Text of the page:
A strip of land that stretched from the south of the Iberian Peninsula, across North Africa and the Middle East to Central Asia, was ruled by Muslims. At the beginning of the century, large parts of North Africa were under the rule of the caliphs of the Fatimid dynasty. This was based in Cairo, Egypt, while the Zirid family ruled Ifrīqiya , west of Egypt, for them . In the middle of the century, three developments changed the northwest of the African continent. First of all, the Zirids broke away from the Fatimids and switched from the Shiite to the Sunni denomination. Then Muslim nomads, the Arab Banū Hilāl , moved from Upper Egypt to northwest Africa and displaced numerous indigenous Berber tribes from the plateaus and flat coastal regions into the mountains of the Maghreb . With the immigration of the Banu Hilal, the Arab population in the region increased considerably. The nomads destroyed Qairawān , the most important city in northwest Africa, large parts of the region's agriculture and other economic resources. This weakened it both politically and economically. This weakness helped the Almoravids to conquer the Maghreb from the western Sahara. From this base they then conquered the south of the Iberian Peninsula. The Almoravids propagated a dogmatically rigid Sunni Islam, which they violently spread.

The Egyptian Fatimids ruled the most powerful Muslim empire of the 11th century. At the beginning of the century it comprised large parts of North Africa, Palestine and Syria. At times they were subordinate to the Sherif of Mecca and Medina, the holy places of the Muslims. The loss of Ifriqiya in the middle of the century was more than offset by gaining control of Yemen. The Fatimids, Shiite Ismaili caliphs, were in opposition to the Sunni Abbasid caliphs of Baghdad and the secular dynasties of the Buyids and Seljuks who supported them throughout the century . They lost parts of Syria to the latter at the end of the century.

The economic strength of the Fatimid Empire was based on the fact that both Egypt and Yemen were hubs for sea trade with Central and East Asia and Europe. For trade between Europe and the Muslim world, the trade routes between the Italian sea trading cities and Egypt were of central importance. Products from productive agriculture and high-quality textile production in Egypt were in just as much international demand as the mineral alums extracted there .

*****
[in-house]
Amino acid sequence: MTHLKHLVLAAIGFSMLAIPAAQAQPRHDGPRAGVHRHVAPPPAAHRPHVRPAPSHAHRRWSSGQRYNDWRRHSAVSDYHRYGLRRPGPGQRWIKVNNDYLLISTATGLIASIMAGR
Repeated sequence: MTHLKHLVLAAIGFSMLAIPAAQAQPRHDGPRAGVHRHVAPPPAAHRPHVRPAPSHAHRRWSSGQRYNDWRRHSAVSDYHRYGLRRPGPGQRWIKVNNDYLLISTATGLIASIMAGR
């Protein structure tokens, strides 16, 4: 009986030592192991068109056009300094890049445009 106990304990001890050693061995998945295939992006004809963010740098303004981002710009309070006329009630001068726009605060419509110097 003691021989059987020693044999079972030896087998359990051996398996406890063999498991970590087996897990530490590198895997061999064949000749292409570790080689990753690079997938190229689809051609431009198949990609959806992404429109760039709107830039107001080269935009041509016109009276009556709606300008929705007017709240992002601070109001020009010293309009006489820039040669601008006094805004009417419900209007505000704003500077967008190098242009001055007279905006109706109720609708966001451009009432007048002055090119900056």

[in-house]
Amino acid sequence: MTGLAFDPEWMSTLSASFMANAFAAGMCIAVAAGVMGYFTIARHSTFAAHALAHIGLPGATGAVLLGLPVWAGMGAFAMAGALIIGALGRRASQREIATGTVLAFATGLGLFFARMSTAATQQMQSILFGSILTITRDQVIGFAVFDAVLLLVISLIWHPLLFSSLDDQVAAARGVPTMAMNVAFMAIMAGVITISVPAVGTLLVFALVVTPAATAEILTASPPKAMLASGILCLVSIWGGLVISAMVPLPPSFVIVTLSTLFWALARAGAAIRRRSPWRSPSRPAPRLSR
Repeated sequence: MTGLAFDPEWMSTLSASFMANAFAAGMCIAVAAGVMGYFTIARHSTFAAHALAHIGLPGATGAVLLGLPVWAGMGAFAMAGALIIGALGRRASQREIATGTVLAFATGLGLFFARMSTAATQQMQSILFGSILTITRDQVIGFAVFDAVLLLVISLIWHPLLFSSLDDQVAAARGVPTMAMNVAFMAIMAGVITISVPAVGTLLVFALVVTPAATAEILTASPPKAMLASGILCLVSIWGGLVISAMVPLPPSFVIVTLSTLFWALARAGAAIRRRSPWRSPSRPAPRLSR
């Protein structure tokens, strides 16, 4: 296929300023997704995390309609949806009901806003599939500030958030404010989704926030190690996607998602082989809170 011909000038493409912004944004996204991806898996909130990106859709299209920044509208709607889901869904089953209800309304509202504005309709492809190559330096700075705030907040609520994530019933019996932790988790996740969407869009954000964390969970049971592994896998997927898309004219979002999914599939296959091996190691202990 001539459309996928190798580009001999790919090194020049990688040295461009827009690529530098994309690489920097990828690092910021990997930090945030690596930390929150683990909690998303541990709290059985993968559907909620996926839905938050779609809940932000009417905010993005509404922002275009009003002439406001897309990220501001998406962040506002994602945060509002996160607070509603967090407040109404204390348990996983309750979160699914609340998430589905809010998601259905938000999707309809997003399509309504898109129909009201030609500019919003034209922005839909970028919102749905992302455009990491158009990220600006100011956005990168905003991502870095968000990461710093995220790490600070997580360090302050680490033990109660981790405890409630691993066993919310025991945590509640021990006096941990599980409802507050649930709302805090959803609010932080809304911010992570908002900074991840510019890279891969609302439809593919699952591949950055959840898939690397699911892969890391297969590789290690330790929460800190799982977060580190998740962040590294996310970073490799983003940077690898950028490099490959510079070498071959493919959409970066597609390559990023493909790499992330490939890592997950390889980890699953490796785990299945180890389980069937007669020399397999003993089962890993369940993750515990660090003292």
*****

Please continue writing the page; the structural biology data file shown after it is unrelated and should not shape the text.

Although the rulers of Egypt belonged to Shiite Ismaili Islam and strongly promoted this direction of Islam, the majority of Muslims were Sunnis. Coptic Christians also made up a large proportion of the population. With the exception of the first quarter of the century, when the rulers used violence against Christians and Jews, the coexistence of religions was largely peaceful.

The expansion of the Turkic peoples

In Central Asia, at the end of the 10th century, Turkish clans and tribes that had converted to Islam by that time came into the inheritance of the Persian Samanid Empire. The beginning of the 11th century was marked by the conquests of two important ruling dynasties, the Karakhanids and the Ghaznavids . The last were former military slaves who conquered large territory from Ghazni , a city in what is now eastern Afghanistan. At the height of their power in the 1030s, this ranged from central Persia to the city of Lahore in what is now East Pakistan. Based on their strong army, they carried out regular raids to northern India as far as the Ganges plain. Due to the defeat against the Seljuks in the Battle of Dandanqan in 1040, they lost their western territory but were able to maintain their power in what is now eastern Afghanistan and Pakistan.